CANNES FILM FESTIVAL

Rain makes 'Umbrellas of Cherbourg' a Cannes no-brainer

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'Umbrellas of Cherbourg'

Catherine Deneuve in a scene from "Umbrellas of Cherbourg." (May 17, 2013)

It’s tempting here, at the bountiful Cannes Film Festival, to bypass the competition titles, if only for a couple of hours, and avail yourself of something you already know you adore.

All the rain here of late made it seem like destiny. As part of the Cannes Classics slate, Thursday night’s offerings included a restored 2k digital screening of the 1964 Jacques Demy musical “The Umbrellas of Cherbourg,” presented at the venue behind the Palais known as the Salle du Soixantieme. 

In attendance was composer Michel Legrand, 81, introduced by festival delegate general Thierry Fremaux and greeted like a musical god. Main competition juror and two-time Oscar winner Christoph Waltz was there, too, just as a fan, and treated like a rock star among the younger audience members.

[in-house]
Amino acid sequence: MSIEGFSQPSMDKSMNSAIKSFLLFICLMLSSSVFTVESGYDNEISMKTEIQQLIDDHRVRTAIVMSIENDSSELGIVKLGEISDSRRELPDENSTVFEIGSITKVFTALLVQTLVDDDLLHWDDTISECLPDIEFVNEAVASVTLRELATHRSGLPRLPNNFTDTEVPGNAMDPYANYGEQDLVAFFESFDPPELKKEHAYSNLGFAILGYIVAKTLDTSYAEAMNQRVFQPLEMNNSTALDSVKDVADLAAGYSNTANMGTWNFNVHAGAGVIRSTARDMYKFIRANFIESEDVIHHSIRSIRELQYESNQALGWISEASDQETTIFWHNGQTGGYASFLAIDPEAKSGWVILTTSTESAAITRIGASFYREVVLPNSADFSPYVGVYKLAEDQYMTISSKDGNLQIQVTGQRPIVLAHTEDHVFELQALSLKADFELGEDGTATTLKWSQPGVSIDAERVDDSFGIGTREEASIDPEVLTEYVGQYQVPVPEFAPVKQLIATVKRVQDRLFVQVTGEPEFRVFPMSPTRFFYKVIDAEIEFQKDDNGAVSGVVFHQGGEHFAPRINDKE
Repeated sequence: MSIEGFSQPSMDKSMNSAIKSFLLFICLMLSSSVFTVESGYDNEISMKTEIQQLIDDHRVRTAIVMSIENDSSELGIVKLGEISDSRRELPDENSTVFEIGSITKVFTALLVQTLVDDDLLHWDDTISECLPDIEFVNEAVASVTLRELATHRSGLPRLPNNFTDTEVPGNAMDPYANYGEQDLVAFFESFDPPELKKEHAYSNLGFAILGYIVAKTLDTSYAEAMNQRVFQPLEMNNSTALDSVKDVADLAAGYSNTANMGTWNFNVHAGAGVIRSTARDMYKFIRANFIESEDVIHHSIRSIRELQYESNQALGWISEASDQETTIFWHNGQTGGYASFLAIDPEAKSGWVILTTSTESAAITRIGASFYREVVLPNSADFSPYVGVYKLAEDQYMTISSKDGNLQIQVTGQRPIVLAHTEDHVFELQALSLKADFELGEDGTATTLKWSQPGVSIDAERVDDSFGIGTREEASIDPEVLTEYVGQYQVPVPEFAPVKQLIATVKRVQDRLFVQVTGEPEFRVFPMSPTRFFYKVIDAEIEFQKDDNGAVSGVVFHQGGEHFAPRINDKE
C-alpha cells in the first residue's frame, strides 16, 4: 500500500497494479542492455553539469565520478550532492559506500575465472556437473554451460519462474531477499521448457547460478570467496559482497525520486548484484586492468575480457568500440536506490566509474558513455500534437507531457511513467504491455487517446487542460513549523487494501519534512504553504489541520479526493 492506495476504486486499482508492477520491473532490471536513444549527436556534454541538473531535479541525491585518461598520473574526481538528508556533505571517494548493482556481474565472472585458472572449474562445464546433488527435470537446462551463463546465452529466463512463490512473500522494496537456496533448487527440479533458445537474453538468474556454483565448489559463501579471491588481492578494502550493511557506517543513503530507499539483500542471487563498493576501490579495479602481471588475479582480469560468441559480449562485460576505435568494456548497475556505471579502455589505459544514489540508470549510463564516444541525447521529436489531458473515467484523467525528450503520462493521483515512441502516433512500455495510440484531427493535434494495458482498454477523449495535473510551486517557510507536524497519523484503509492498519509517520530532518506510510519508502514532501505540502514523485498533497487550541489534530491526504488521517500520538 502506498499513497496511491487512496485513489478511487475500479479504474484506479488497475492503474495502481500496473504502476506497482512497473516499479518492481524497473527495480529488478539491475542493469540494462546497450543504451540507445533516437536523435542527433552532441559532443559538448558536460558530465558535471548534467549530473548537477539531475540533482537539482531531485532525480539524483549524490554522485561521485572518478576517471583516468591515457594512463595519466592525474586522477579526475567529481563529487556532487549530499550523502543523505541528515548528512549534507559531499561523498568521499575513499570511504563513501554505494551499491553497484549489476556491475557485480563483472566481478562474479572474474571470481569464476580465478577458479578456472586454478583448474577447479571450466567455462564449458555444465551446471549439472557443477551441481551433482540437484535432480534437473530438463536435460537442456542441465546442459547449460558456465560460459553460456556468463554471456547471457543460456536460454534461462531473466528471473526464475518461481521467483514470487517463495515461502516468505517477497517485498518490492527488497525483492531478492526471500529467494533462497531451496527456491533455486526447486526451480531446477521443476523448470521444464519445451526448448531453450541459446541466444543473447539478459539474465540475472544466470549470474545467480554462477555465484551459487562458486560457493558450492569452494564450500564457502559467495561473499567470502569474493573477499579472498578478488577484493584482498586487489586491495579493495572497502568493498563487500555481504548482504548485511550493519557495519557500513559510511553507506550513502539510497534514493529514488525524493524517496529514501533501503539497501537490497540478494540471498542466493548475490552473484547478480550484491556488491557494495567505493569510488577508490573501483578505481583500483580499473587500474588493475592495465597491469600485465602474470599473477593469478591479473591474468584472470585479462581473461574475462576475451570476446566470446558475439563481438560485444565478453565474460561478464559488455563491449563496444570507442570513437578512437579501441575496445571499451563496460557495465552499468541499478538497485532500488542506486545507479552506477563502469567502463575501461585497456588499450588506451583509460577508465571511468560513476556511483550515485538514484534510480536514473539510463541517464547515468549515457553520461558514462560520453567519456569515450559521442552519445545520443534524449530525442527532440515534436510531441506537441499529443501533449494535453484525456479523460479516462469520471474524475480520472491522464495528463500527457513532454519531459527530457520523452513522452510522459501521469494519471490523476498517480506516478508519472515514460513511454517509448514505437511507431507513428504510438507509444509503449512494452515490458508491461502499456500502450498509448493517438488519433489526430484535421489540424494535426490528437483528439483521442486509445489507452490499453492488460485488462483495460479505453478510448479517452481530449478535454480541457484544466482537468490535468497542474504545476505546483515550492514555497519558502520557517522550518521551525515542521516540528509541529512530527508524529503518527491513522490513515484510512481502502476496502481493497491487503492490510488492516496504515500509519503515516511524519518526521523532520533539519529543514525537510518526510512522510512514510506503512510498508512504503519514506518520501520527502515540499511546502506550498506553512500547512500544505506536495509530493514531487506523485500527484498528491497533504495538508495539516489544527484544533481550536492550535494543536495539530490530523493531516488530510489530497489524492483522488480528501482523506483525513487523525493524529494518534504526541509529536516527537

The lights went down. And when Legrand’s most durable love themes from this eternally audacious picture emerged from the story once again (shopkeeper loves grease monkey; Algerian war intervenes), the crowd heaved a collective sigh of true love. At 10:15 p.m., umbrellas in hand, everybody filed out and went on with their festival, thoughts of very bright colors and Catherine Deneuve and the Esso gas station and the song that (in English) became “Watch What Happens” humming in their memory banks.

And nobody cared about the rain.

 

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